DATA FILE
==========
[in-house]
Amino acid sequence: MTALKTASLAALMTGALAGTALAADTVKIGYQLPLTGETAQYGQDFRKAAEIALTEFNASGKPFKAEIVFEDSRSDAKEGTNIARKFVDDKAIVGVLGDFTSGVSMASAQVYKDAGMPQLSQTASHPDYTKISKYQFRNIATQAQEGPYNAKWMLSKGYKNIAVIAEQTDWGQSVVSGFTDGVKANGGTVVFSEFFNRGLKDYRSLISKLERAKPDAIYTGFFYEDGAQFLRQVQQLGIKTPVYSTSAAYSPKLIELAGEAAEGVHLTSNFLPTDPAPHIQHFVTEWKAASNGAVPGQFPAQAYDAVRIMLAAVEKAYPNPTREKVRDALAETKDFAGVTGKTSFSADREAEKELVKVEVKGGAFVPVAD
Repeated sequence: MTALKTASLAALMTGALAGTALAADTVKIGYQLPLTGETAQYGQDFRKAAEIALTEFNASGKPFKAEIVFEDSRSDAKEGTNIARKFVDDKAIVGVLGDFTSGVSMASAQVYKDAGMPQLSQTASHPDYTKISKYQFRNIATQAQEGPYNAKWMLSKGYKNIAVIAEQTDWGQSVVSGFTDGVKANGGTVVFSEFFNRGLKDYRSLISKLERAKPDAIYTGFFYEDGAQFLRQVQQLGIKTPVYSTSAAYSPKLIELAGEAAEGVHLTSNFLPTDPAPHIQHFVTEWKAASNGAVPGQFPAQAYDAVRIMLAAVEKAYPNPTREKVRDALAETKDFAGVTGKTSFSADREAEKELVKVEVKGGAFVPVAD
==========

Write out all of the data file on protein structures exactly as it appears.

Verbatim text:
[in-house]
Amino acid sequence: MTALKTASLAALMTGALAGTALAADTVKIGYQLPLTGETAQYGQDFRKAAEIALTEFNASGKPFKAEIVFEDSRSDAKEGTNIARKFVDDKAIVGVLGDFTSGVSMASAQVYKDAGMPQLSQTASHPDYTKISKYQFRNIATQAQEGPYNAKWMLSKGYKNIAVIAEQTDWGQSVVSGFTDGVKANGGTVVFSEFFNRGLKDYRSLISKLERAKPDAIYTGFFYEDGAQFLRQVQQLGIKTPVYSTSAAYSPKLIELAGEAAEGVHLTSNFLPTDPAPHIQHFVTEWKAASNGAVPGQFPAQAYDAVRIMLAAVEKAYPNPTREKVRDALAETKDFAGVTGKTSFSADREAEKELVKVEVKGGAFVPVAD
Repeated sequence: MTALKTASLAALMTGALAGTALAADTVKIGYQLPLTGETAQYGQDFRKAAEIALTEFNASGKPFKAEIVFEDSRSDAKEGTNIARKFVDDKAIVGVLGDFTSGVSMASAQVYKDAGMPQLSQTASHPDYTKISKYQFRNIATQAQEGPYNAKWMLSKGYKNIAVIAEQTDWGQSVVSGFTDGVKANGGTVVFSEFFNRGLKDYRSLISKLERAKPDAIYTGFFYEDGAQFLRQVQQLGIKTPVYSTSAAYSPKLIELAGEAAEGVHLTSNFLPTDPAPHIQHFVTEWKAASNGAVPGQFPAQAYDAVRIMLAAVEKAYPNPTREKVRDALAETKDFAGVTGKTSFSADREAEKELVKVEVKGGAFVPVAD